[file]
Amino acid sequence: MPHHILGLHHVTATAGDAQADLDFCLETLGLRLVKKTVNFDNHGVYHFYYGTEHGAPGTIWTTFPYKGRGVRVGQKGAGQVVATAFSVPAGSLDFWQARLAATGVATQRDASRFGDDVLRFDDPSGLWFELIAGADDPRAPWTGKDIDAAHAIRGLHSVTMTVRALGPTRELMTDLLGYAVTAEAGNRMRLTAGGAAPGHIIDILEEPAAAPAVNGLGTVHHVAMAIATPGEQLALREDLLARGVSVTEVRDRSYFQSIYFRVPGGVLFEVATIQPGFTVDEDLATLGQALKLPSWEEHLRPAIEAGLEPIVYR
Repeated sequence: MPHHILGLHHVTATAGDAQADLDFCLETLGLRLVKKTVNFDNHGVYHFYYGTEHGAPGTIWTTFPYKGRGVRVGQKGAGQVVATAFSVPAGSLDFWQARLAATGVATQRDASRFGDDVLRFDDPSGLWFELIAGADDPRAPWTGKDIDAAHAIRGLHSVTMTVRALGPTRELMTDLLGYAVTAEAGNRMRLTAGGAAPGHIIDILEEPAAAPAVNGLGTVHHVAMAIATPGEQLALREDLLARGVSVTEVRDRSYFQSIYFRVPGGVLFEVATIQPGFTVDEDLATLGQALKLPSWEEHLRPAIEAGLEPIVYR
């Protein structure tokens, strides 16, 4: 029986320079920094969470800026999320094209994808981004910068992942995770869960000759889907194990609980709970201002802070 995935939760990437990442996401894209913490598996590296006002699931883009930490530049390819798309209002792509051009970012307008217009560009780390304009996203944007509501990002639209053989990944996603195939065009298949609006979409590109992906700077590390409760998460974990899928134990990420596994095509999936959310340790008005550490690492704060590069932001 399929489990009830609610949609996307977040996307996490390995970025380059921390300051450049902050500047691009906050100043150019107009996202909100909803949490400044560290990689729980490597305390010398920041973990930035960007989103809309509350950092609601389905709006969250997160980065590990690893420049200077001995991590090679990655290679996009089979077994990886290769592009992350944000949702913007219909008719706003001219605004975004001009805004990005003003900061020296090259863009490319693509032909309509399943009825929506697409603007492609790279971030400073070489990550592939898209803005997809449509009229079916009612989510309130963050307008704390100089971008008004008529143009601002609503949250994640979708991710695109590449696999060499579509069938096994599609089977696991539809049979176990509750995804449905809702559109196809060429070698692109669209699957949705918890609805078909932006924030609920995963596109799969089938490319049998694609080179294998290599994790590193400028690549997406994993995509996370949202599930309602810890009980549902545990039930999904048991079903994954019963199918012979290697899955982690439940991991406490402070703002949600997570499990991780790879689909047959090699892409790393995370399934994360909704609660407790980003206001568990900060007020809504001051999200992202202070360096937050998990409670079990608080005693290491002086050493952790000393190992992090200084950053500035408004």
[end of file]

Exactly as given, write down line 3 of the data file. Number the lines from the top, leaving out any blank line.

């Protein structure tokens, strides 16, 4: 029986320079920094969470800026999320094209994808981004910068992942995770869960000759889907194990609980709970201002802070 995935939760990437990442996401894209913490598996590296006002699931883009930490530049390819798309209002792509051009970012307008217009560009780390304009996203944007509501990002639209053989990944996603195939065009298949609006979409590109992906700077590390409760998460974990899928134990990420596994095509999936959310340790008005550490690492704060590069932001 399929489990009830609610949609996307977040996307996490390995970025380059921390300051450049902050500047691009906050100043150019107009996202909100909803949490400044560290990689729980490597305390010398920041973990930035960007989103809309509350950092609601389905709006969250997160980065590990690893420049200077001995991590090679990655290679996009089979077994990886290769592009992350944000949702913007219909008719706003001219605004975004001009805004990005003003900061020296090259863009490319693509032909309509399943009825929506697409603007492609790279971030400073070489990550592939898209803005997809449509009229079916009612989510309130963050307008704390100089971008008004008529143009601002609503949250994640979708991710695109590449696999060499579509069938096994599609089977696991539809049979176990509750995804449905809702559109196809060429070698692109669209699957949705918890609805078909932006924030609920995963596109799969089938490319049998694609080179294998290599994790590193400028690549997406994993995509996370949202599930309602810890009980549902545990039930999904048991079903994954019963199918012979290697899955982690439940991991406490402070703002949600997570499990991780790879689909047959090699892409790393995370399934994360909704609660407790980003206001568990900060007020809504001051999200992202202070360096937050998990409670079990608080005693290491002086050493952790000393190992992090200084950053500035408004």